Andrographis Fights Multiple Sclerosis Fatigue

Of the approximately one million Americans with multiple sclerosis, about 85 percent have relapse-remitting multiple sclerosis (RRMS), in which attacks of symptoms are interspersed with recovery periods. For some, treatment with interferon beta can alleviate issues and help normalize long-term immune responses.

However, regardless of treatment, fatigue is still a major characteristic of RRMS, and researchers have begun turning to integrative practice, including herbal medicines, for an answer. One of those botanicals is andrographis (Andrographis paniculata).

Andrographis is widely known as a cold and flu fighter, reducing symptom severity, and shortening the duration of illnesses. But the adaptogenic traits of the herb show a wide range of abilities, including reducing fatigue in individuals with multiple sclerosis.

Adaptogens are unique botanicals that enhance stress resilience, bolster mental and physical endurance, and enhance cognition. Some of the best known include rhodiola, ashwagandha, and red ginseng. Andrographis appears to share many of the same qualities.

In fact, this pilot clinical study observed that andrographis can improve energy levels even when people feel intensely drained for very serious causes. In this case, it reduced fatigue according to the Fatigue Severity Score by 44 percent in individuals with multiple sclerosis receiving interferon treatment. This is good news to those with the condition, especially if they are dealing with the effects of interferon beta treatment as well.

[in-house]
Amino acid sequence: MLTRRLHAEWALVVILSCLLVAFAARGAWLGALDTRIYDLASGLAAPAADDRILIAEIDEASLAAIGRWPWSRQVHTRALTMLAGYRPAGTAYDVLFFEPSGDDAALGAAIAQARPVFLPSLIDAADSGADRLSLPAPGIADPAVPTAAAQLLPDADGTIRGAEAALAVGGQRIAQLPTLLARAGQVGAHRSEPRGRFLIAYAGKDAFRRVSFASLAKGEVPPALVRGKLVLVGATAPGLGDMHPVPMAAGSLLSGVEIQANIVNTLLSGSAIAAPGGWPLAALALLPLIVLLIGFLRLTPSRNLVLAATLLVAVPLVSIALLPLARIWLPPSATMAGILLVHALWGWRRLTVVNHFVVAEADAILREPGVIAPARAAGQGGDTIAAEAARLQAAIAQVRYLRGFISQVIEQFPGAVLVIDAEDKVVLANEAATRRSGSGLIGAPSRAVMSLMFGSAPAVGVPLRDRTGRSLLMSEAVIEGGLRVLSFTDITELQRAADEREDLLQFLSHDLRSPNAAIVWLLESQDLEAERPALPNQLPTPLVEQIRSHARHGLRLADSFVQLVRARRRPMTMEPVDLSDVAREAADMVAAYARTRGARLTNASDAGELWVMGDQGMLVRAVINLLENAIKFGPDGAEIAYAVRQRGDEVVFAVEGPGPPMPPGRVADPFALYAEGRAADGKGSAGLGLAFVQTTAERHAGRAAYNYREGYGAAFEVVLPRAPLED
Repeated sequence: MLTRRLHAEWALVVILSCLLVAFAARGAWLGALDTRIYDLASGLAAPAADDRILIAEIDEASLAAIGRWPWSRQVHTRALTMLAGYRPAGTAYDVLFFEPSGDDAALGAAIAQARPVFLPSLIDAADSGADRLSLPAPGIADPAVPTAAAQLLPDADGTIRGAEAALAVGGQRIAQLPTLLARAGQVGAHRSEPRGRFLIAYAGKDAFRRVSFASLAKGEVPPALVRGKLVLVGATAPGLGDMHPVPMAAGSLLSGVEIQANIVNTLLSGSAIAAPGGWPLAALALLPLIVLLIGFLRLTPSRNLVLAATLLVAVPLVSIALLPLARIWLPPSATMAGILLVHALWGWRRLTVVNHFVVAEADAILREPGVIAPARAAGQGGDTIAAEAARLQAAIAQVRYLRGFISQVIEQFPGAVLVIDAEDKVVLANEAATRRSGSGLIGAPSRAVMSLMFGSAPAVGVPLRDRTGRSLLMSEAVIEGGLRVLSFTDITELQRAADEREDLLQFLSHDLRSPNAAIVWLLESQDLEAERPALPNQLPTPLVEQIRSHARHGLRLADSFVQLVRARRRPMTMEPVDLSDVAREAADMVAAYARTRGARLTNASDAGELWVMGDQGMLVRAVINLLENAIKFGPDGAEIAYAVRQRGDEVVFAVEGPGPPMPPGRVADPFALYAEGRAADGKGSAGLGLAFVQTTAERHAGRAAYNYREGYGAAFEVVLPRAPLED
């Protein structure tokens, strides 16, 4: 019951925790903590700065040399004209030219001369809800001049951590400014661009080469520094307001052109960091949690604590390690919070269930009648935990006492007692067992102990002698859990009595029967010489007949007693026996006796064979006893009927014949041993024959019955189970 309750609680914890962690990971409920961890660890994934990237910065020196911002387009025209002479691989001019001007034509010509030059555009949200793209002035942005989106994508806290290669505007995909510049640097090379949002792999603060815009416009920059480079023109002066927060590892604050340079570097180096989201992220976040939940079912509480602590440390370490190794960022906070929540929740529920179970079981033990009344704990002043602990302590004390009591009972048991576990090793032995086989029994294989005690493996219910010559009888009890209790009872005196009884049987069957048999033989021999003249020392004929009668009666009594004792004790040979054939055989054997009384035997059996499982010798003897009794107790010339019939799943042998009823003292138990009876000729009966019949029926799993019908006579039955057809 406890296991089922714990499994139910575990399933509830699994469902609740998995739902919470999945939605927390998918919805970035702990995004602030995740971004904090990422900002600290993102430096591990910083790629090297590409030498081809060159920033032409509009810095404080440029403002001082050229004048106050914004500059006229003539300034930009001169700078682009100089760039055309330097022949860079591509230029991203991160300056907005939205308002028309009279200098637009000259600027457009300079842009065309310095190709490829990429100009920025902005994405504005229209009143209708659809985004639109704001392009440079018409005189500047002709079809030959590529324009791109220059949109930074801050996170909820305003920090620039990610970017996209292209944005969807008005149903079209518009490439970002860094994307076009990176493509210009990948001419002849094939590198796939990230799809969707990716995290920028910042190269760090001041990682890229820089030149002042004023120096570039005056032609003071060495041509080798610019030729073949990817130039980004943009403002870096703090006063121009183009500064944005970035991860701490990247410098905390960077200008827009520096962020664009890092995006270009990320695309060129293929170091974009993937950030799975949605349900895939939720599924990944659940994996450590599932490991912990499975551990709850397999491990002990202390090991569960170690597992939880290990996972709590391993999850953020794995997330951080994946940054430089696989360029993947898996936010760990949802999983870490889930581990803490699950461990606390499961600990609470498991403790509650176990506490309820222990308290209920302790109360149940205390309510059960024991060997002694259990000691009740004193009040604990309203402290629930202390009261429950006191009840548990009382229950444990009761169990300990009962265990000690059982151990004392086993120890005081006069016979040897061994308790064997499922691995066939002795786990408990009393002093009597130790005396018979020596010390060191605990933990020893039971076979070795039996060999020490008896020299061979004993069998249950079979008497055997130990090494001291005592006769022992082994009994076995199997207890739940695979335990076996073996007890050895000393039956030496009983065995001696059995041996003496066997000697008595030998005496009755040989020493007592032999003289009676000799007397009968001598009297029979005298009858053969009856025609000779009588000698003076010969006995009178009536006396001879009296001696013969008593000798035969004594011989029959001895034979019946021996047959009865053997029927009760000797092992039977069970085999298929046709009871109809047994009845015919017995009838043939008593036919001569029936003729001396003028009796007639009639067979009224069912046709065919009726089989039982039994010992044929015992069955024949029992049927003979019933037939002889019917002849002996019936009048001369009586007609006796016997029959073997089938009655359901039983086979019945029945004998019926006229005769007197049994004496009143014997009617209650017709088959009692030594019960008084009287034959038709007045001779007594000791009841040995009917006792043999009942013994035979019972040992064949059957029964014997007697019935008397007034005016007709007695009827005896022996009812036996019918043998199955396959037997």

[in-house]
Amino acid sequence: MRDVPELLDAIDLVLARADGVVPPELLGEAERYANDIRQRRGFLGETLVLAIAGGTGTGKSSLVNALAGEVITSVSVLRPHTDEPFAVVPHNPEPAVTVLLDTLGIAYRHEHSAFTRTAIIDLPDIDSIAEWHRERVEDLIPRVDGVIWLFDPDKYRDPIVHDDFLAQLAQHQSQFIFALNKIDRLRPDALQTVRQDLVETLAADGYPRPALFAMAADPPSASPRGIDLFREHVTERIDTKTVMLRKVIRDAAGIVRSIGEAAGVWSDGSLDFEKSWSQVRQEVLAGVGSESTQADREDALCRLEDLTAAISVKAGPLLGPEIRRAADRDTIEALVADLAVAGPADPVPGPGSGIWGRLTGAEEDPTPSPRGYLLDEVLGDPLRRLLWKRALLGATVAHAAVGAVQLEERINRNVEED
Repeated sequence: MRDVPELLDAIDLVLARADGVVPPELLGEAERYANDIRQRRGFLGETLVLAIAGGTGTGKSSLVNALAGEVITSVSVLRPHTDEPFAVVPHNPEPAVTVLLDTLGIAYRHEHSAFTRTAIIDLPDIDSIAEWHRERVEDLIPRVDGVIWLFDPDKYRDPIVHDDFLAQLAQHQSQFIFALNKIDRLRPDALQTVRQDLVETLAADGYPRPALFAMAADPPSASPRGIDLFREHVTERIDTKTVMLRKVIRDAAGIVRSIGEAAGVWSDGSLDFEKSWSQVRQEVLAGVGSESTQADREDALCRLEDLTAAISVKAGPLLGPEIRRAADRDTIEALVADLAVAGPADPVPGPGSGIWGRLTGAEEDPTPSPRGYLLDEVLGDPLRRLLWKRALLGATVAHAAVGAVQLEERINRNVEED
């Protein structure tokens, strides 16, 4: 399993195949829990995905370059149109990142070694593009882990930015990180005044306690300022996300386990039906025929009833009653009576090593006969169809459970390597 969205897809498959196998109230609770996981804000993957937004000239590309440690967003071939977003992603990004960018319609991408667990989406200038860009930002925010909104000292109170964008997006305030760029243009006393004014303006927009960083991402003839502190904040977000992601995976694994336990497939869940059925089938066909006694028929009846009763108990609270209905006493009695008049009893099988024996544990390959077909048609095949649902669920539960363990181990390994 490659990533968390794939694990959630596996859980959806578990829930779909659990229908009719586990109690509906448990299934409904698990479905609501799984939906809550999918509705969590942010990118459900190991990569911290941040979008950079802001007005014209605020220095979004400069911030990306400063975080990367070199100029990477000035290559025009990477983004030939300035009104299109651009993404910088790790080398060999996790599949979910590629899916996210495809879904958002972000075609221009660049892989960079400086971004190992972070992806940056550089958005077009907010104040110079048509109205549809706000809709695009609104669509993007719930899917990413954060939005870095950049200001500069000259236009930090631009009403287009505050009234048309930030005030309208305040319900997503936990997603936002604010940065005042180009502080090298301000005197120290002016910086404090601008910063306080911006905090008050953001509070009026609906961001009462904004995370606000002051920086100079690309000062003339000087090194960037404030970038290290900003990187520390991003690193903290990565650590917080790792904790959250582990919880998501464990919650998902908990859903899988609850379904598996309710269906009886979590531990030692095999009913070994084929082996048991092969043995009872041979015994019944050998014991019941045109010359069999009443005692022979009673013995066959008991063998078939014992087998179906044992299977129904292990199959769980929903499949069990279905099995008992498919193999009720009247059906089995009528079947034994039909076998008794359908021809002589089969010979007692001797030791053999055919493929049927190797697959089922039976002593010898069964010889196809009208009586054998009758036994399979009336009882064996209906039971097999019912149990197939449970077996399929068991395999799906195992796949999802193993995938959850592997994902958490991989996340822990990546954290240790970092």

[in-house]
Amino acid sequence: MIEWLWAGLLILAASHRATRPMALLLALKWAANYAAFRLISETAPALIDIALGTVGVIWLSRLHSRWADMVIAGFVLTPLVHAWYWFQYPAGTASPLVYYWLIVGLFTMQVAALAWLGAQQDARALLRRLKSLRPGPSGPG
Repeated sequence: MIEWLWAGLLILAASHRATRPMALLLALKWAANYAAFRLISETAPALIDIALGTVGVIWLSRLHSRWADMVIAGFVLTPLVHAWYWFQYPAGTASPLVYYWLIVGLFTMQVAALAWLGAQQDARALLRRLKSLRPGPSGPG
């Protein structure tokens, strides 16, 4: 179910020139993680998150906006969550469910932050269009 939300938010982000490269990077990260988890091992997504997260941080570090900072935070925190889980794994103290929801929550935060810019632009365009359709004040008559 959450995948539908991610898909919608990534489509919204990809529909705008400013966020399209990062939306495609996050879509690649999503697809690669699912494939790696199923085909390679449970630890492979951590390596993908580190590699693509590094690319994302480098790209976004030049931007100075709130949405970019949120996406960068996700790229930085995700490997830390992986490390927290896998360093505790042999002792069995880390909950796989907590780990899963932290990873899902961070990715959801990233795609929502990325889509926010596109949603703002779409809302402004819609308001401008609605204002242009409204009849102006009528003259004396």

Bertoglio JC, Baumgartner M, Palma R, et al. Andrographis paniculata decreases fatigue in patients with relapsing-remitting multiple sclerosis: a 12-month double-blind placebo-controlled pilot study. BMC Neurol. 2016;16:77.

Background: Andrographis paniculata (A. paniculata), a medicinal plant, has shown anti-inflammatory, neuroprotective and antifibrotic effects in animal models as well as clinical efficacy in different studies, including an anti-fatigue effect in autoimmune diseases such as rheumatoid arthritis. In multiple sclerosis (MS), fatigue is rated as one of the most common and disabling symptoms. In the present trial, we investigated the effect of A. paniculata on relapse rate and fatigue in relapsing-remitting MS (RRMS) patients receiving interferon beta.

Methods: A randomised double-blind placebo-controlled trial assessed the effects of 170 mg of A. paniculata dried extract tablet b.i.d. p.o. on relapse rate and fatigue using the Fatigue Severity Scores (FSS) over 12 months in RRMS patients receiving interferon. The Expanded Disability Status Scale (EDSS) score, inflammatory parameters and radiological findings were also investigated. Twenty-five patients were enrolled, and twenty-two patients were ultimately analysed and randomised to the active or placebo group.

Results: Patients treated with A. paniculata showed a significant reduction in their FSS score as compared to the placebo, equivalent to a 44 % reduction at 12 months. No statistically significant differences were observed for relapse rate, EDSS or inflammatory parameters, with a trend in reducing new lesions among the A. paniculata group. One patient in the A. paniculata group presented with a mild and transient skin rash, which was alleviated with anti-histamine treatment for three weeks.

Conclusion: A. paniculata was well tolerated in patients and no changes in clinical parameters were observed. A. paniculata significantly reduces fatigue in patients with RRMS receiving interferon beta in comparison to placebo and only interferon beta treatment.

Here is the link to the full text of the study: Andrographis paniculata decreases fatigue in patients with relapsing-remitting multiple sclerosis: a 12-month double-blind placebo-controlled pilot study